Thursday, November 12, 2009

Take a look at the shippers--They've finally bottomed from a trading perspective

OK--We all knew the bearish case on the shippers. It was outlined here by Zero Hedge--with my rebuttal less than two months ago.

But things have changed dramatically since then.

The Baltic Dry Index (BDI) has moved up over 65% since that bearish slant by Zero Edge, and my bullish twist on the same. The stocks however, didn't move, so now they look much better fundamentally, and also on the charts. Buffett bid for Burlington, (check the first story--and you will know why that was important and the one earlier tonight about inventories) the stock market is at new highs, we have big growth in China, and now, these stocks have gotten off of the mat, and they've finally caught the eye of traders.

And traders move the names.

And here's another idea. In the Goldman research I posted earlier, you'll see that they had good things to say about Potash, but they didn't move their price target--they kept it at 95. But Goldman said they were excited about spring, in regards to Potash. Anyone remember China and their Potash pricing? And shipping?

Psychology changes price patterns.

Now I buy when things are cheap, and I don't get afraid of cheap stocks when they become cheaper. But that isn't how Wall Street works. Sometimes they just wear you out--but the price action today and tonight shows that we are going to get some action in these names.

Paragon Shipping (PRGN 4.68) reported after the close, and they earnings were fine. The stock added a bit yesterday, and it helped the "feel" for the group. Excel Maritime (EXM 6.59) closed up 12%, and even much diluted DryShips (DRYS 6.77) was up over 8%. 

Look at the action in GNK--it was up 3 bucks to 23.76, and DSX was up a buck and a half to 15.93.

These stocks were all  part of the bears fraudulent thesis that they fostered unto the public, and they wanted these names down, to help convince the fence sitters that the economic recovery was just a manipulated easy money balloon.

Well, last I check, 1/4%  is easy money--even if they are not lending it out. So they are speculating with it. What difference does it make to you?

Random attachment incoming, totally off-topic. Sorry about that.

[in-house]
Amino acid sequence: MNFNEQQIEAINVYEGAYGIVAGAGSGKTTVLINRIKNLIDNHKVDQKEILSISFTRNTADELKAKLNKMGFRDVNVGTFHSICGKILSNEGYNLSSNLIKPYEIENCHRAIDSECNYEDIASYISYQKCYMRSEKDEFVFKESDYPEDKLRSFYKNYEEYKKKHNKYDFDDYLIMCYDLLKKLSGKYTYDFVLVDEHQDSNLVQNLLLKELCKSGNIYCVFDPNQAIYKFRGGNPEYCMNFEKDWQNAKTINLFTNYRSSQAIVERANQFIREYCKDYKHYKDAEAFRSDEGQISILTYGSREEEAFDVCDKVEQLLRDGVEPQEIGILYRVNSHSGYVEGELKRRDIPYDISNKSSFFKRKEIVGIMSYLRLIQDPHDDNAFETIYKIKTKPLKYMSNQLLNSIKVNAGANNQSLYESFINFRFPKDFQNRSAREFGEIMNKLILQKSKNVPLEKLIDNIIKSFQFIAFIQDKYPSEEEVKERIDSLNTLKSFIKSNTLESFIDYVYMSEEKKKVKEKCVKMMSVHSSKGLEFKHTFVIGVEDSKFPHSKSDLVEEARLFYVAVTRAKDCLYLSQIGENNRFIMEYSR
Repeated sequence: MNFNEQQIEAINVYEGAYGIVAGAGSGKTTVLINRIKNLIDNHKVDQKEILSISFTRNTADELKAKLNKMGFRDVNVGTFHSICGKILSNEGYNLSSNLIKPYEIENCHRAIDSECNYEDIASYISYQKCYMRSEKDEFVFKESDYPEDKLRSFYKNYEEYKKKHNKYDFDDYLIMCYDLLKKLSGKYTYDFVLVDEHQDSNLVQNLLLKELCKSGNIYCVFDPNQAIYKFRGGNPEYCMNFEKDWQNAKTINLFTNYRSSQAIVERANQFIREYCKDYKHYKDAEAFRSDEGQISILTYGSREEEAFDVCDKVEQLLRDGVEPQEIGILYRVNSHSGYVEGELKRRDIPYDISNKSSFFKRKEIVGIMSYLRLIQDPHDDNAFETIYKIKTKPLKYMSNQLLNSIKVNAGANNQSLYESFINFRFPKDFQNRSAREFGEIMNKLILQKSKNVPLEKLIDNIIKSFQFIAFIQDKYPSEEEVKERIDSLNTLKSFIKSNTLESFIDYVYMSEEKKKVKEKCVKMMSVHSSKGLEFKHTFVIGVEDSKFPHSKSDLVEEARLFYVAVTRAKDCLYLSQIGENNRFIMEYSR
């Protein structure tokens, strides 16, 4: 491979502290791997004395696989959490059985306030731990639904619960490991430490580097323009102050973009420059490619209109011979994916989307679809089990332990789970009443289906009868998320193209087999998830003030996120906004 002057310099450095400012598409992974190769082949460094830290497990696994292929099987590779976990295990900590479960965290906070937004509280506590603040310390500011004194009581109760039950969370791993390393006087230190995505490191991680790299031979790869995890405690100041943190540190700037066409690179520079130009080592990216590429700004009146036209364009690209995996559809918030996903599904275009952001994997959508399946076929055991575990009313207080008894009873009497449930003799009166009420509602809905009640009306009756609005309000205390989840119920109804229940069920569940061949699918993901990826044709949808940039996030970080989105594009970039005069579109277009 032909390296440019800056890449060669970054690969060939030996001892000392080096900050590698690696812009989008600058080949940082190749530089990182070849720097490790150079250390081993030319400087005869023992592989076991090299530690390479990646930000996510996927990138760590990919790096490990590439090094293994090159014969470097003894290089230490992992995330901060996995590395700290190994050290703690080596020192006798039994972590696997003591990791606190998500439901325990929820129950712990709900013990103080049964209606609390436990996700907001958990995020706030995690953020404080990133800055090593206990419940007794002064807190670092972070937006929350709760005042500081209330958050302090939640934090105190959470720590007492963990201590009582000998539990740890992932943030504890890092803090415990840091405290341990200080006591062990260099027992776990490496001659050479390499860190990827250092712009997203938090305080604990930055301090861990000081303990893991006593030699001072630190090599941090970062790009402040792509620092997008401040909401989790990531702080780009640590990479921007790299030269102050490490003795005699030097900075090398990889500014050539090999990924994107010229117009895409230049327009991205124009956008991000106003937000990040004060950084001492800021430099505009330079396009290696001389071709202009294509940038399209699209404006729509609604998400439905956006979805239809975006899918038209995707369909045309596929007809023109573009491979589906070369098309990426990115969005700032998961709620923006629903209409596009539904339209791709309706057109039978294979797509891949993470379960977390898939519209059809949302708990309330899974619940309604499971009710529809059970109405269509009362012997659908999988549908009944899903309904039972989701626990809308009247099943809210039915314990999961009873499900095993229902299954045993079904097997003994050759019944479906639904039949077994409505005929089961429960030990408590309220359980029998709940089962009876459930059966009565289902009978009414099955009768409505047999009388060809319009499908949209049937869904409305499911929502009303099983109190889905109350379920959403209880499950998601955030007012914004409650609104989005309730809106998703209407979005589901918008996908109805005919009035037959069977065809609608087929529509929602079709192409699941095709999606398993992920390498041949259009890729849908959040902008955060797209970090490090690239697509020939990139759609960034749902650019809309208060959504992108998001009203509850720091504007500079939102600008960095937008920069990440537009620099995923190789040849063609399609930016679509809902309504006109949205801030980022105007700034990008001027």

I don't know, but I can hardly sleep at night, because I have so many ideas. If you don't find this market exciting, it means you have to change your outlook.

We're heading to 1440 by June on the S&P. Where in the heck do you think these names are going to go when that happens?

Look at today's WSJ. We have this article (make me gag-whatever I'll put it out)

In the Woody Allen film "Annie Hall," the main character tries to explain irrational relationships by recounting an old joke. "This guy goes to a psychiatrist and says, 'My brother's crazy, he thinks he's a chicken.' The doctor says, 'Well, why don't you turn him in?' And the guy says, 'I would, but I need the eggs.'"

But what if the Fed's efforts to stoke a recovery are merely creating asset bubbles in equities and elsewhere? What if government guarantees—explicit and implicit—are encouraging high-risk investment behavior rather than restoring conditions for normal market returns? What if excess dollars produced here are being channeled by speculators into foreign stock and bond markets as part of a currency play.
What if?

Does she even read the tape? What does she do? Just read bearish bloggers?

Her point is that this recovery is "illusory." For many people it is. But that won't make you any money. It just makes agood read. Your neighbors plight, doesn't matter one bit to Wall Street. Heck, Hatzius, Goldman's economist, said unemployment is good for stocks.

What will she have to say after we move another 30% in her face? What kind of a facial is that?

All we have done is just restored stock prices to some semblance of normalcy.

Asset bubbles? We haven't even started! We're just getting over the Great depression II that never happened. That Obama and Bernanke saved us from. If you believe that!

You want to talk about bubbles? Was it not true that we had a real estate bubble? How did that end? How about a tech bubble in 2000? How did that end ?

OK--now we have our Fed buying every bond under heaven, and no one talks about a bond bubble? When is that going to end? And how will that end?

And how about our dollar? What happens when that money moves into something tangible? Oh wait--you are seeing that already!

Hasn't she heard about the commodization of markets?

And I've said it a dozen times, that the bears are this market's black swans. When in the name of G-d are they ever going to get off their high horse of bullsh*t, and start feeling some more pain?

This market, will eventually Amazon these bears, instead of just doing it to individual stocks. And that's what nobody is prepared to happen. The bears are lucky that we have so many fund managers that are content to just lock in gains, and call this a year.

That's why I've been saying that we should have a barnstorm in January. Up 7%. That way, it will force everybody in right away.

And if we are getting articles like this at 1100 on the S&P, what do you think we'll be getting at 1440?

Check back in a couple months. When we are at 1200.

We'll see what they are saying then.

By then, the chicken will be laying golden eggs!

1 comment:

Best CD Rates said...

I wish market could take new turns in coming year and thing will move on towards settlement. Right now, it is pathetic market condition and is eager to move up. Last quarter results were okay and are like ray of hope for market. I hope market will recover soon from this recession trauma.